Organizations are ripe with silos. They can provide structure, but they can also disrupt collaboration, limit communication or hinder creativity. And they’re lurking everywhere … existing even in an area you would least expect, your HR department.
Most HR departments are separated in three distinct areas: 1) career development and recruitment, 2) performance management and 3) training. When working together, the best new talent is hired and their careers flourish thanks to the proper trainings that have improved their skillsets and honed their expertise. When siloed, none of this is possible. Consider the following:
Melody goes through several interviews and tests to determine interests, fit and competencies. A lot of information is gathered about her skills and career interests. Yet, when Melody is finally hired, this information seems to be forgotten, as it’s not shared with her manager or used to help matriculate her to the company or her team. Instead, she participates in standard onboarding, which is likely conducted by subject matter experts with whom she might never interact with again. She’s given a checklist of training courses to complete on a Learning Management System and sent to meet with her manager.
During Melody’s first meeting with her manager, she’s told the courses are just a “corporate HR thing” and she’ll do her real learning on-the-job. After 90 days, the manager quickly updates Melody’s 90-day Onboarding Checklist and submits it to a folder on an HR SharePoint site. Maybe the manager meets with Melody to review … and maybe not.
After 12 months, the manager sits down with the employee to complete the annual performance review using a new cloud-based software that the company has spent the past two years implementing (with the intent of increasing employee engagement). The manager tells Melody that she is doing a great job and has a promising future, if she can just improve a bit on systems she uses on a daily basis. Surprised by the feedback, as it was never communicated to her before this meeting, Melody simply nods her head and promises to do better. She leaves her meeting feeling a little confused … and a little less engaged than she had been before the meeting because she feels that her manager, and the HR department, let her down by not keeping her more informed on her strengths and weaknesses.
Those responsible for career development, performance management and training are all part of the same team, but they’re acting like individual players. And this isn’t just a theory. There are ample statistics to back this up:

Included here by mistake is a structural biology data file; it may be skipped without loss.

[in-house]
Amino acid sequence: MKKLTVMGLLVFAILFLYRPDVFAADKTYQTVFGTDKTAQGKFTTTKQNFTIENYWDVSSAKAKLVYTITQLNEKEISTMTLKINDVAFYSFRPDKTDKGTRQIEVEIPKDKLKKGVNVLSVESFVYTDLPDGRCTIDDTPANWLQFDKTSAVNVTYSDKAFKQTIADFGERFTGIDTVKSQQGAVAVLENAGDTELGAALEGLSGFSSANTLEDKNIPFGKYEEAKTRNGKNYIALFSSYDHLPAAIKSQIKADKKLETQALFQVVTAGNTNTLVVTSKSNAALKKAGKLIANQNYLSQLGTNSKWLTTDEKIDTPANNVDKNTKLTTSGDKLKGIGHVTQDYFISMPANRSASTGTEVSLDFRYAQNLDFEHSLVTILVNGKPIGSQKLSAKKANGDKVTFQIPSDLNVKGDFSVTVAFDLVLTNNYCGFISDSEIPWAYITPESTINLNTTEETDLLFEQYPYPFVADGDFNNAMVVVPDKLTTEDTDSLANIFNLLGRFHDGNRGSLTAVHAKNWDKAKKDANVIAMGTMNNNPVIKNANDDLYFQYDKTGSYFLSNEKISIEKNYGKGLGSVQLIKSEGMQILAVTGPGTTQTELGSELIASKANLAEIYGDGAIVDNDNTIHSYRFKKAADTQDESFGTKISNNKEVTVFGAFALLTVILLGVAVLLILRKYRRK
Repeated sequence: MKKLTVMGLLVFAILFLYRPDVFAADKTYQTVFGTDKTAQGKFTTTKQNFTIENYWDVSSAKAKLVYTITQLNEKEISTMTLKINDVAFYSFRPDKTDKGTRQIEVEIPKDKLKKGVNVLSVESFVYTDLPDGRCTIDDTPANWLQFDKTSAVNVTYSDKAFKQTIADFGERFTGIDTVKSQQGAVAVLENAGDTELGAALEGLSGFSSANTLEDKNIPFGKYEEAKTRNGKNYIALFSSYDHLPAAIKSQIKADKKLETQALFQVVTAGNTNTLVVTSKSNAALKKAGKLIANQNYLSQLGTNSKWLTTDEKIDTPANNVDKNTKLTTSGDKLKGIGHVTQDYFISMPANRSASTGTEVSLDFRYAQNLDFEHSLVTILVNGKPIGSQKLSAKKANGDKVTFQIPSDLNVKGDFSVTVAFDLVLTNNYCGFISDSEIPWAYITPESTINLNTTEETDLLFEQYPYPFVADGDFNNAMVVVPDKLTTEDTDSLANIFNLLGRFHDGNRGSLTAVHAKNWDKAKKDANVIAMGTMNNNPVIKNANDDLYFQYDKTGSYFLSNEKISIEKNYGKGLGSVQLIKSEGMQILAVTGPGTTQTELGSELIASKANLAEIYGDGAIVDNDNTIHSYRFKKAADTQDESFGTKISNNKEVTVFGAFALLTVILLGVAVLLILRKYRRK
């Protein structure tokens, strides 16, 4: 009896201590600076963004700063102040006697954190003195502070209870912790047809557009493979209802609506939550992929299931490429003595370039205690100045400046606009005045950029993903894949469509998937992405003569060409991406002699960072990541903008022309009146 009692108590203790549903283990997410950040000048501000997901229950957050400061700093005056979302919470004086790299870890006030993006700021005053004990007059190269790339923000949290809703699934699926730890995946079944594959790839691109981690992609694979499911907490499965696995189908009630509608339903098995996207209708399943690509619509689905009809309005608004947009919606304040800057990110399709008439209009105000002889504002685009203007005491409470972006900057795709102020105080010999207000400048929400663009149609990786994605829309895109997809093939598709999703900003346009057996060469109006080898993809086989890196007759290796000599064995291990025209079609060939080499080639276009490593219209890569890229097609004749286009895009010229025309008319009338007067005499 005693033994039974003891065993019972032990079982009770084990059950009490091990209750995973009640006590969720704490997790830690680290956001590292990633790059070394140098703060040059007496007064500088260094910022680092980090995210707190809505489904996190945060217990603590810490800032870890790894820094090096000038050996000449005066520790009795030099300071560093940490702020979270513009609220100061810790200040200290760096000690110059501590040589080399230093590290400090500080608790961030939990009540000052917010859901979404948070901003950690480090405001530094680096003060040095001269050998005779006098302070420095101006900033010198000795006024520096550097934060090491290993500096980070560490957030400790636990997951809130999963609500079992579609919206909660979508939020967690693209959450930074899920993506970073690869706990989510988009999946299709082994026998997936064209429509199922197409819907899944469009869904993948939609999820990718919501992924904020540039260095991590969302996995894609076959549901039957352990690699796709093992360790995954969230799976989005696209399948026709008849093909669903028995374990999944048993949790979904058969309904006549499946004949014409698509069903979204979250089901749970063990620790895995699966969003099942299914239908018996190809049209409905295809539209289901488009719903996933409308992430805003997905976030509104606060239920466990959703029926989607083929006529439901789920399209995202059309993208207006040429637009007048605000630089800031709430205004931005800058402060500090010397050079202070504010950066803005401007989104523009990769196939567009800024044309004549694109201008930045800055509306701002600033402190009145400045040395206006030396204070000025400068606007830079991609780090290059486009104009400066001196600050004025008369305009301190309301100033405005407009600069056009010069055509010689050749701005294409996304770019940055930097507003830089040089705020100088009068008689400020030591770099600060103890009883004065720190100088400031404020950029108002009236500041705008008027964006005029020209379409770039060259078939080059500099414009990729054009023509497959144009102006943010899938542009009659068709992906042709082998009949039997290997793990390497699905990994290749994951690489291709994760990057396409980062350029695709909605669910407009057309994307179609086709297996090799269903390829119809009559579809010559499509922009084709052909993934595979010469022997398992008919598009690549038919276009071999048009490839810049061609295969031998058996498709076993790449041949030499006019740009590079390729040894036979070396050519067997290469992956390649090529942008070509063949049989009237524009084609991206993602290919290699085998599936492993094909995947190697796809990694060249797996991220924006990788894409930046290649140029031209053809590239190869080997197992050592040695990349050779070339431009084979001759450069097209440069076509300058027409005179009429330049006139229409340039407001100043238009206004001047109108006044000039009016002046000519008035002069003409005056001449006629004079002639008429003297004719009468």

Organizations need to retire the notion of Talent Management, in which each group is solely focused on its piece of the pie only, and adopt the mindset of Talent Engagement, where the department is committed to cohesively addressing the life span all an employee’s needs – from the hiring process through their climb up the corporate ladder.
Step 1: Focus on awareness. The good news is that the people working in HR genuinely care about their employees. The desire to achieve the optimal work environment, filled with the most engaged people, is their goal and so once they are aware of the dynamics around the silos, they’ll want to make changes. Each HR team needs to be an expert on a specific topic, but they must share one singular goal and be able to see how each team is better when bolstered by the other.
Step 2: Map out the workflows. Use the power of visuals to show what the organization could be like if the silos were broken down and if the various groups truly joined forces to achieve talent engagement. Make sure the workflows serve employees and address the areas that are important to them and their overarching careers.
Step 3: Understand that technology is only part of the solution. So often, we think that a new system will save the day…but we forget about the behavioral changes that must accompany the system. New talent software combines all three main areas of talent engagement, but without managing the organizational change, these systems will not live up to their potential.
Step 4: Create a partnership between HR and managers so employees receive the best guidance, coaching and mentoring starting on day one. Managers are the lynch pins to talent engagement and need to be invested in so they can help handle all the needs an employee has – from onboarding to training to promotions and more. Managers can help ensure all HR functions are blended under the umbrella of talent engagement. And when things come together and silos are broken down, managers will benefit greatly – they will feel more engaged and have higher performing teams. And that’s good for everyone!
Step 5: Embrace tactical changes. Hold regular all HR meetings when everyone – from all three units – come together. Create a trusting environment where vulnerable conversations can take place. Frame the problem so that everyone can unite on the solution – are we solving for our own sub-departmental needs or are we solving around the need for talent engagement?
If you can get everyone involved with employee management aligned and on the same mission, the quality of the employee you attract and retain will sky rocket. The impact of this will create the necessary culture shift where employee engagement becomes the norm – not the exception. Wouldn’t that be nice?
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This article was adapted from a white paper. Read the full piece here.